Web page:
The book can be located in a long tradition of radical scholarship. It is particularly suffused in the spirit of the development geographer, David Drakakis-Smith, who makes similar arguments in The Third World City (2000). In more recent times, such arguments can be found in the work of the Iranian scholar, Asef Bayat. Life as Politics How Ordinary People Change the Middle East (2009), is, perhaps, the closest to The City in Transgression. Yet, the latter is novel in three important respects. First, it analyses experiences of migrants. Second, it focuses on both the global North and the Global South. Third is its methodology, an intriguing use of case studies. Several pertinent books serve as the bricks that make up this grand structure. Nowhere are books so diverse engaged in such pluralist and historical ways.
Yet there are key issues to be raised with the book, too. In general, it is not clear how comparable are the books that are so carefully knit together to tell the stories of resistance. Written at different times and for diverse audiences, methodological formalists might well be right to question the basis for their enthusiastic mixing. If the point is not about comparison but rather to present mobility as a historical project, this concern could be described as merely academic, of course. Still, the comparability of events could be questioned. Is the ‘2010 Arab Spring’ the same as the ‘2019 Hong Kong protests’ (chapter 5)? More fundamentally, were the protestors all or even mostly migrants? It may also be argued that theories of migration per se are not central to the book, but engaging some of such theories could have helped to extend them and enrich the book under review, too. Perhaps, a more compelling concern is the non-engagement of the reviews of the books that are utilised as case studies. How did peers receive the books at the time they were written?
It is not apparent that the absence of such verification or questions of comparability undermine the book’s central arguments. The author’s record of nearly three decades of excellent, meticulous scholarship, including two previous major books, should inspire confidence in both his data and their analyses.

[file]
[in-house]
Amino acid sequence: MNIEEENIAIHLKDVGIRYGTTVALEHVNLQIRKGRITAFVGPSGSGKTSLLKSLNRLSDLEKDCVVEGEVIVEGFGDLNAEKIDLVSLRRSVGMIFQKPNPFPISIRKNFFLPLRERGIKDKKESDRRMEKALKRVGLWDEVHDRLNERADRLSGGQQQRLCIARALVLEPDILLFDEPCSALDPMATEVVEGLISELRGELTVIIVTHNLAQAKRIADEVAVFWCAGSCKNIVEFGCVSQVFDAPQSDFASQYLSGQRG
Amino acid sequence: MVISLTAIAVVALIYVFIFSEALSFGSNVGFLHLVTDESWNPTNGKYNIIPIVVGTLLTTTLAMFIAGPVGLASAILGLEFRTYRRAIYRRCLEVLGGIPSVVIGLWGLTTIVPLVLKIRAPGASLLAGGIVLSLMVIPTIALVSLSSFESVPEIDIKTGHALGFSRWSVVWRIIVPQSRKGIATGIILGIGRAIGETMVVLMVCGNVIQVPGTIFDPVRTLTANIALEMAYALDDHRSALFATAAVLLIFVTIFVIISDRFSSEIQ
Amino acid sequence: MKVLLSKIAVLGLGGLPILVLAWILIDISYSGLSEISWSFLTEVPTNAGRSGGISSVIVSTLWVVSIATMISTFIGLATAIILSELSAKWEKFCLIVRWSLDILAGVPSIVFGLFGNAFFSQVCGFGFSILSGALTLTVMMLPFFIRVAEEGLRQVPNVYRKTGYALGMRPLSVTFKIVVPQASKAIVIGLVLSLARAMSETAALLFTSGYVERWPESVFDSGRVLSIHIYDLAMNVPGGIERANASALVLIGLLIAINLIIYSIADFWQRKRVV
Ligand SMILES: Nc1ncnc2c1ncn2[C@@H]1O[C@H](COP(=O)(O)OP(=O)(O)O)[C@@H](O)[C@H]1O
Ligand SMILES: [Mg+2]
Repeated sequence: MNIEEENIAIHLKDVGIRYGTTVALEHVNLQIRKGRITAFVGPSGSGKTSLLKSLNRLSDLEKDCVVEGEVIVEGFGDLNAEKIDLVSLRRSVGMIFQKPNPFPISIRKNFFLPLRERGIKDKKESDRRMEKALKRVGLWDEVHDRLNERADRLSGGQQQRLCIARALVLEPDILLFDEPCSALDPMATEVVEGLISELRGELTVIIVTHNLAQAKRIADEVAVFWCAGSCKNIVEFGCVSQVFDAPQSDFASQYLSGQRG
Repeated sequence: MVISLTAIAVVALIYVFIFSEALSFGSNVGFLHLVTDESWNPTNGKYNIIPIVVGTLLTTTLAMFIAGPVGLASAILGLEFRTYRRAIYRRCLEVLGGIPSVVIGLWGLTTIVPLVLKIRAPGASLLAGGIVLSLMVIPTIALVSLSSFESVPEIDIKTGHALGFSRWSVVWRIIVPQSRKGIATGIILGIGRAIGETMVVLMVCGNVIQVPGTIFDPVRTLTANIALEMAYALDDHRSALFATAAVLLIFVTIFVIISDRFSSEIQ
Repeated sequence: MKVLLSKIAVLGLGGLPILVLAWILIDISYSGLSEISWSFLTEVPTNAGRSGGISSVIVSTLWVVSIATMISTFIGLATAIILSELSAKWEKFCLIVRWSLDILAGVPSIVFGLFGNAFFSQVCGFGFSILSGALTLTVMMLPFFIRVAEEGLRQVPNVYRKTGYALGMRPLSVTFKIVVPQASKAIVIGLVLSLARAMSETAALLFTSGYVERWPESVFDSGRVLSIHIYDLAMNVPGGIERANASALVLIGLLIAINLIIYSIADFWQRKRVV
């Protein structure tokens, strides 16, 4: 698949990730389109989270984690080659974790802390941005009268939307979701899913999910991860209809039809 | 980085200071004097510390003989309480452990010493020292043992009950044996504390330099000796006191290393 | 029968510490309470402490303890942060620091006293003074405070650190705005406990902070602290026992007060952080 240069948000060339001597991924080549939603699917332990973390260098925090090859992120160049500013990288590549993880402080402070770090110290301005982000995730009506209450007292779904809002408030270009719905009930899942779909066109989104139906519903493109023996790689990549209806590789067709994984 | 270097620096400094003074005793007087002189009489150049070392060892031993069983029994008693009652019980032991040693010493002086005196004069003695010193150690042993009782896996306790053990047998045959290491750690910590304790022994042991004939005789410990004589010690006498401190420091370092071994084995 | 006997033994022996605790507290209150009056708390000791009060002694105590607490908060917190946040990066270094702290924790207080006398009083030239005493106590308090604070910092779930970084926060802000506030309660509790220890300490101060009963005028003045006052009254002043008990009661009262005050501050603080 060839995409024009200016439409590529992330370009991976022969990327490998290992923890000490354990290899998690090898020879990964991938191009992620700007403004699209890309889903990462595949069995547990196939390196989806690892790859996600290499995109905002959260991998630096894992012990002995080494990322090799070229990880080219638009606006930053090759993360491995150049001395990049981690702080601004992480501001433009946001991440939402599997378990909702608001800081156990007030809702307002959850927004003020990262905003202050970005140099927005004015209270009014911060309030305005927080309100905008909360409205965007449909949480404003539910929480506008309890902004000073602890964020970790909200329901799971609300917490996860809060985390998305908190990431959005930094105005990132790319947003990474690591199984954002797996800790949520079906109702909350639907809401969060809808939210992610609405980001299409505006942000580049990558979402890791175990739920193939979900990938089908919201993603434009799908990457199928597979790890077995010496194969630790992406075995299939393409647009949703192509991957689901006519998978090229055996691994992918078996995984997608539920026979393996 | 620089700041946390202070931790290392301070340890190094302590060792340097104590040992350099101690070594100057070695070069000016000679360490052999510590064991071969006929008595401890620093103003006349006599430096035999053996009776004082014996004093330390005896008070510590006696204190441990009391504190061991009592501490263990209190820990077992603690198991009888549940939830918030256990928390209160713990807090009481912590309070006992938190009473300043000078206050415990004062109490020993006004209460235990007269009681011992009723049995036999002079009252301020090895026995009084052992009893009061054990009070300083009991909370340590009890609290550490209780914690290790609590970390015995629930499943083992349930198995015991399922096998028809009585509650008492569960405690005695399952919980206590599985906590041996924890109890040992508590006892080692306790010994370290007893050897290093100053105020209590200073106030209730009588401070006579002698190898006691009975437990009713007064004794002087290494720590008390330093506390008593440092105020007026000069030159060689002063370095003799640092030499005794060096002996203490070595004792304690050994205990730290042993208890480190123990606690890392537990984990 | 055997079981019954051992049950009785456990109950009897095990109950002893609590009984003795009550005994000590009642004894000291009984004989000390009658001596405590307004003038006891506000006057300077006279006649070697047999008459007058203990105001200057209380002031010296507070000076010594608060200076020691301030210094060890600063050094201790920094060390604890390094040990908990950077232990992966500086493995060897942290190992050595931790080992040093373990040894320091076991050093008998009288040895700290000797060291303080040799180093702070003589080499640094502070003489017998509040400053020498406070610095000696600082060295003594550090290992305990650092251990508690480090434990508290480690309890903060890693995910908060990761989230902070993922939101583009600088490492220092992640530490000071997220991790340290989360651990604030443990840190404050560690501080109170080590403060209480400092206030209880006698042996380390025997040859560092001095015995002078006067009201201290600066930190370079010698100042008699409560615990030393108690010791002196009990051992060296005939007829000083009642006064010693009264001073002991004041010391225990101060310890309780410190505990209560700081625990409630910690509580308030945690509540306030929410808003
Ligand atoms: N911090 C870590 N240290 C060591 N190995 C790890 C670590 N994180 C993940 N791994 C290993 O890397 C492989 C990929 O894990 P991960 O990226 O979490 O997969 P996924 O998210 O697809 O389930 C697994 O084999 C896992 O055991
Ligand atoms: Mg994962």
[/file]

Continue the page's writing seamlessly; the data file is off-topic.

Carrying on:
Although Dr. Anderson sets out to write ‘a succinct account of human mobility and resistance in the 21st century’ (p.1), he has ended up doing much more. Not only has he unveiled a new way of studying cities and mobility, he has also offered much-needed answers on how cities might be reconfigured to better support migrants, their families, and friends. The City in Transgression is a breakthrough in how to study the city and make urban policy for people; not for profit. Here is a welcome transgression against orthodoxy.
Bayat A, 2009, Life as Politics How Ordinary People Change the Middle East, Stanford University Press, Stanford.
Drakakis-Smith, David. 2000. The Third World City (Second Ed), Routledge, London.
Fincher, R., Iveson, K., Leitner, H., Preston, V. (2019). Everyday Equalities: Making Multicultures in Settler Colonial Cities. Minneapolis: University of Minnesota Press.
Iveson K, 2007, Publics and the City, Blackwell Publishers, Malden,Oxford, Carlton: Blackwell Publishers
Lefebvre H, 1974/1991, The Production of Space, Blackwell, Oxford.
Obeng-Odoom F, 2016b, Reconstructing Urban Economics: Towards a Political Economy of the Built Environment, Zed, London.
Turner J.F.C., 1976/1977, Housing by People: Towards Autonomy in Building Environments, Pantheon Books, New York.
Franklin Obeng-Odoom, Ph.D. Development Studies and Helsinki Institute of Sustainability Science, University of Helsinki, Finland (Email: Franklin.Obeng-Odoom@helsinki.fi).